To ReFi or not to ReFi?
August 27, 2010 9:07 AM   Subscribe

Is it smart to refinance my house now? Very Special Snowflake details on the other side.

I own a 3 bedroom, 1.5 bath home on a double lot in a popular, but not upscale, neighborhood in central Denver. I bought it two years ago and paid $288k for it. I have a 5.75% 30 year fixed rate loan on which I owe just over $267k. With taxes, interest, PMI and all my payment is currently $1935/mo. I've a quote/GFE that indicates that I would have a new payment right about $1600/mo and according to my math my break even point is about 18 months.

I am considering a move to another state to be with my significant other. Under normal circumstances I'd ask SO to move here, but there's a pitbull involved and Denver has a very strict pitbull ban. While I feel pretty solid in this relationship (we're talking about getting married) I know all too well that anything can happen. This and the fact that sales in my area have slowed significantly and prices are down has me considering refinancing the house and renting it out.

Without refinancing I would find it difficult to rent it out at a rate that makes it cash flow positive, or even neutral. At $1600 I think I could. If the relationship works out I could sell the house down the road or I could maintain it as a (very) long term investment. If the relationship doesn't I'd have a home to come back to (after whatever lease is in place at the time expires).

I'd appreciate some unbiased feedback on this. Throwaway address:
posted by anonymous to Home & Garden (6 answers total)
Cash flow positive on a rental is a very tricky situation. You end up paying alot in taxes, which people don't realize until they are landlords. Also, finding good tenants, or tenants at all, can be tough.

If you do go this route, I would suggest using a rental management company.

PMI can be a good amount, do you have enough savings to bring down the percentage so that you aren't paying PMI?
posted by TheBones at 9:20 AM on August 27, 2010

This and the fact that sales in my area have slowed significantly and prices are down has me considering refinancing the house and renting it out.

Are you sure aren't upside down on the house? Has an appraisal been done?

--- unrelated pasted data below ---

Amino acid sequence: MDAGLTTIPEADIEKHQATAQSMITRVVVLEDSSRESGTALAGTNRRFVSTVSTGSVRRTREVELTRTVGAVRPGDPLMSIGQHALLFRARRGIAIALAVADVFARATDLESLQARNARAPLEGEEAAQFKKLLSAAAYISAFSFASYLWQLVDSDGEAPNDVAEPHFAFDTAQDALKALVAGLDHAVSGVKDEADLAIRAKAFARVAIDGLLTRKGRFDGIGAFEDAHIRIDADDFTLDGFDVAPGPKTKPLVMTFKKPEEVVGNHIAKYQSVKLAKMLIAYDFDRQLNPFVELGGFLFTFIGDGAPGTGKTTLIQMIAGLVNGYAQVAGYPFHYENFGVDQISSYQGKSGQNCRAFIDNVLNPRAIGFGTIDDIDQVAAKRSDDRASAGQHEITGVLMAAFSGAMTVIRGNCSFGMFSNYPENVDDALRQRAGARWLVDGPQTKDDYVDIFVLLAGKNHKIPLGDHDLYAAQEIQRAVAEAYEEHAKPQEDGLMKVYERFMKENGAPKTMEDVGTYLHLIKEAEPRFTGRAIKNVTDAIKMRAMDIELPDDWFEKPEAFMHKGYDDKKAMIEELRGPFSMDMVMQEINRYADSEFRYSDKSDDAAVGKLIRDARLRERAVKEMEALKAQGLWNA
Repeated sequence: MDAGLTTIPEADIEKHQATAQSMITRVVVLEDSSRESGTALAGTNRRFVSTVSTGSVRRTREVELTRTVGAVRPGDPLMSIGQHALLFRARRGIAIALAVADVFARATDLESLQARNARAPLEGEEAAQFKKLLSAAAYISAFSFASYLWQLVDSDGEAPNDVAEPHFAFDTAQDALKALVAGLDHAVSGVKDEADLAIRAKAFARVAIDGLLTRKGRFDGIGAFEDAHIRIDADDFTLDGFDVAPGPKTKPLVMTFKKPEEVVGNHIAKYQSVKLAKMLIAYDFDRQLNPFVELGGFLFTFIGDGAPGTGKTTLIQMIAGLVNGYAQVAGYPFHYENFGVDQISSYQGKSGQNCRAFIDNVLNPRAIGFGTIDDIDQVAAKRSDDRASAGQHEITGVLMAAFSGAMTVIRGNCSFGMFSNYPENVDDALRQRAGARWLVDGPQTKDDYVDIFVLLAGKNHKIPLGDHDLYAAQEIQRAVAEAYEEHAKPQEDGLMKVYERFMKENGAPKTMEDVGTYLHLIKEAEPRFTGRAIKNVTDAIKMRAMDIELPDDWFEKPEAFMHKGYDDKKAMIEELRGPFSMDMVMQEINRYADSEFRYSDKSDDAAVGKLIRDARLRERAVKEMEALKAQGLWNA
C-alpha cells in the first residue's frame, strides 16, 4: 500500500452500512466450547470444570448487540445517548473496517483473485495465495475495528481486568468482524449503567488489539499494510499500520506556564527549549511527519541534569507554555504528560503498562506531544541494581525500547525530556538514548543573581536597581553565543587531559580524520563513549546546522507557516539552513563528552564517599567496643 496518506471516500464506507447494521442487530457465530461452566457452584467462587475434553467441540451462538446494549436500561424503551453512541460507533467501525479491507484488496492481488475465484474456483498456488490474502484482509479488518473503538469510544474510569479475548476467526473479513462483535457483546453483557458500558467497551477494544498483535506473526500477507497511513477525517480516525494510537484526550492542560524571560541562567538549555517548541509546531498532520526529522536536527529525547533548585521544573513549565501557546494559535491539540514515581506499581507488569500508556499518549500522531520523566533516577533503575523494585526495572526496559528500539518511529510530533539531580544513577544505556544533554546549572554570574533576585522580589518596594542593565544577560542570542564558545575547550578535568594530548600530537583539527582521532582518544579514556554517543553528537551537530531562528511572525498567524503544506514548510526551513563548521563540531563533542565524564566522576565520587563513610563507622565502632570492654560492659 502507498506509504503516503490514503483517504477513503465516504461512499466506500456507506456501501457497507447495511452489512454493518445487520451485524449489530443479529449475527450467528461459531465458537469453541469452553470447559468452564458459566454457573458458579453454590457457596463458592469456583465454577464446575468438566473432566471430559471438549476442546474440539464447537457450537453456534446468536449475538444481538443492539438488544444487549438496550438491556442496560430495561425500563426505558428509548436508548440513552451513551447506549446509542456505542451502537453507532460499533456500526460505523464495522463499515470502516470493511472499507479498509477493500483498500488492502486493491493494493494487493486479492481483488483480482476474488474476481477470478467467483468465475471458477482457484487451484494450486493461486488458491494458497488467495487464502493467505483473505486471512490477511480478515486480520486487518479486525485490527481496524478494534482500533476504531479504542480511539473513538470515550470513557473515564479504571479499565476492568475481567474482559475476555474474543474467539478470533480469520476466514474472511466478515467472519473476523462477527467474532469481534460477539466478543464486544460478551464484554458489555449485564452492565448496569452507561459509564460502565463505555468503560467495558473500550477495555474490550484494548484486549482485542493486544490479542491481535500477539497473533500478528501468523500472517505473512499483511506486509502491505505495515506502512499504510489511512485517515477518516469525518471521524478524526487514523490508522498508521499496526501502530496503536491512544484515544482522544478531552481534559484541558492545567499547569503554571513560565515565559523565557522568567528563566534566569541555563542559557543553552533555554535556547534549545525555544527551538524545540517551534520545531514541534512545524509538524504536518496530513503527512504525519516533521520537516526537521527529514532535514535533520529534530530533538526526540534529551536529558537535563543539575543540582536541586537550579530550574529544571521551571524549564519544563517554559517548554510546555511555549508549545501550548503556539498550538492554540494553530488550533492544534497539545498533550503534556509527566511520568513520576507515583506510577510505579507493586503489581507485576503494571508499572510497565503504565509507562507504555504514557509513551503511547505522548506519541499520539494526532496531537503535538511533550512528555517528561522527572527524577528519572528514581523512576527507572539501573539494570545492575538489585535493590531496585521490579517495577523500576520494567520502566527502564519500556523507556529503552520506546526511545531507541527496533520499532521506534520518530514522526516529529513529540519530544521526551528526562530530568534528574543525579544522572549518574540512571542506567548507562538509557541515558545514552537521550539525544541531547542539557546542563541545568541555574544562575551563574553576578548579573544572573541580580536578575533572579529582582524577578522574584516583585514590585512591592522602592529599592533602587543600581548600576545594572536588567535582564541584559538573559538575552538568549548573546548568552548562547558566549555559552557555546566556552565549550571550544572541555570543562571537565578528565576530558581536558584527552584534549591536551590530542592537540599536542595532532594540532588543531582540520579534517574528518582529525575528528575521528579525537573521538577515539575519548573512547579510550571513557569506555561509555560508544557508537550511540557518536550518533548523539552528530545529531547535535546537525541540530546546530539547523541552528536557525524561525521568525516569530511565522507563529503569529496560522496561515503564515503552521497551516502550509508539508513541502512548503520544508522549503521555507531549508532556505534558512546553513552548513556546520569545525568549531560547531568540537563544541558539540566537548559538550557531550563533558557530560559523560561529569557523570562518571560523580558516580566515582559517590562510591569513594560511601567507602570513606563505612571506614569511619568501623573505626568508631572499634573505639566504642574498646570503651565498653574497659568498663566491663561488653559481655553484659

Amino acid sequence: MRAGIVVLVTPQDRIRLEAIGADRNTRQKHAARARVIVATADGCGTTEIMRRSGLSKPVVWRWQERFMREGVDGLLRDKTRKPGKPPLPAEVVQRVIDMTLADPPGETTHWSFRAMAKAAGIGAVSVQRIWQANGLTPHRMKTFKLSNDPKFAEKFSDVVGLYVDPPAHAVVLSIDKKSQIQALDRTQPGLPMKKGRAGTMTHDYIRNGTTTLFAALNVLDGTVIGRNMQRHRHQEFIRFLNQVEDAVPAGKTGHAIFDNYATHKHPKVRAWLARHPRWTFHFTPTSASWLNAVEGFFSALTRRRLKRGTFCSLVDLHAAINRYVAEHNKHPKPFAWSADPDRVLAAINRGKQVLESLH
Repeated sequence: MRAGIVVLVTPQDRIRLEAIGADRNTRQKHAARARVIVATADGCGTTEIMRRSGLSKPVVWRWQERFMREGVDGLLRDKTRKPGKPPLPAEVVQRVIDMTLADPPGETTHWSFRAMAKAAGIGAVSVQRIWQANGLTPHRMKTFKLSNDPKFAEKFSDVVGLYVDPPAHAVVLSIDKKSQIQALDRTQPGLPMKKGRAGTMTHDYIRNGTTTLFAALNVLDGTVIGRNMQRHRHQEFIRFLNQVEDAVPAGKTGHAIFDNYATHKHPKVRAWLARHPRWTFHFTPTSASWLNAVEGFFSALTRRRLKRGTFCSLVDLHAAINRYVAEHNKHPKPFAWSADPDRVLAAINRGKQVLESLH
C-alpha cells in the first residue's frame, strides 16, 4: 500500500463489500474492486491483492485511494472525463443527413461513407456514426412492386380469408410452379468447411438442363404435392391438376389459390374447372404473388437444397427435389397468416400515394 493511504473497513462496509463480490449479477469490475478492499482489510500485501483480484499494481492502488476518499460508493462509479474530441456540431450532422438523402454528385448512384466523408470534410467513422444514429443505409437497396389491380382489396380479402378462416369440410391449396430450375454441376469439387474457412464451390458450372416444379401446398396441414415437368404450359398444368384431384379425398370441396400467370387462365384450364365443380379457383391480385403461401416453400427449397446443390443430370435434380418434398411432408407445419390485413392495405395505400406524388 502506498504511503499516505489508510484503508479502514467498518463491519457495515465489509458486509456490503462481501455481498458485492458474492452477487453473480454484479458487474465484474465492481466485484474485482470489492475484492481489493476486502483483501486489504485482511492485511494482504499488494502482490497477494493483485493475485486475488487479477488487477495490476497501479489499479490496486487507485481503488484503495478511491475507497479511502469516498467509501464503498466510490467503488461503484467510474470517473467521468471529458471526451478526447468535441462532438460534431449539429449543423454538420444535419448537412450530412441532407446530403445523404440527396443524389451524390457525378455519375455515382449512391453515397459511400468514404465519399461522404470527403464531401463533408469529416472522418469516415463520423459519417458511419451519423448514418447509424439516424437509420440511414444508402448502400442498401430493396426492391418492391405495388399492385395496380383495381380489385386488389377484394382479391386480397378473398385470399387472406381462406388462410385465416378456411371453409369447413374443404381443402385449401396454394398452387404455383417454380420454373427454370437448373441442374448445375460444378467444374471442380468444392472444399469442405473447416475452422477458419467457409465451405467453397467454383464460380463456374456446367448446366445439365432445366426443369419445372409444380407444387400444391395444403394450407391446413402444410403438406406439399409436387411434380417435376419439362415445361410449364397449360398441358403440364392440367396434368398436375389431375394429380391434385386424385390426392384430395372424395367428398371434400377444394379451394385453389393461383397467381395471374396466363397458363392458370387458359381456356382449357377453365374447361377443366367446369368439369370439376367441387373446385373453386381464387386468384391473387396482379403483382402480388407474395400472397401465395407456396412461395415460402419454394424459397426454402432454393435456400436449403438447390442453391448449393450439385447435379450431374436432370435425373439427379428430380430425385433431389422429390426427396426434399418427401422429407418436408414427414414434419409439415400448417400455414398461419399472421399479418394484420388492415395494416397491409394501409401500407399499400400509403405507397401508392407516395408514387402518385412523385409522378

Also consider as a rental you're going to need/want to carry more insurance, likely as a stipulation for your refinance as a non-primary residence.
posted by jerseygirl at 9:44 AM on August 27, 2010

Some mortgages do not allow rentals, or rentals beyond a fairly short period of months.

Given the difficulty of selling any house right now I would assume that any house you own now you will probably own 18 months from now, even with all the other factors in your life.
posted by caddis at 10:41 AM on August 27, 2010

you have not detailed the terms of the refinancing, so how could we offer advice on the process? Do you understand the terms to begin with?
posted by Hurst at 11:05 AM on August 27, 2010

Don't know anything about refinancing, sorry.

But I heartily applaud you and your SO's dedication to your pets -- especially the wonderful and often misunderstood pit bull. ;o)
posted by MeiraV at 3:09 PM on August 27, 2010

If you save $335 a month and it takes you 18 months to break even, it implies that you are paying $6000 for this refinance. That is very high. You should shop for a better deal. You should be able to find a refi that has little or no out of pocket expense. It won't be the lowest possible interest rate, but it won't cost you out of pocket either.

For example, let's say that the best rate is 4.25% but has significant fees. You may be able to find 4.75% with zero fees. It is a no-brainer. It doesn't cost you a dime and your payment is lower than you are paying now.

Don't count on breaking even by renting. Long distance rental management is very difficult if not impossible. You likely will end up having to pay a rental management company 10% of the monthly rent off the top.
posted by JackFlash at 3:16 PM on August 27, 2010

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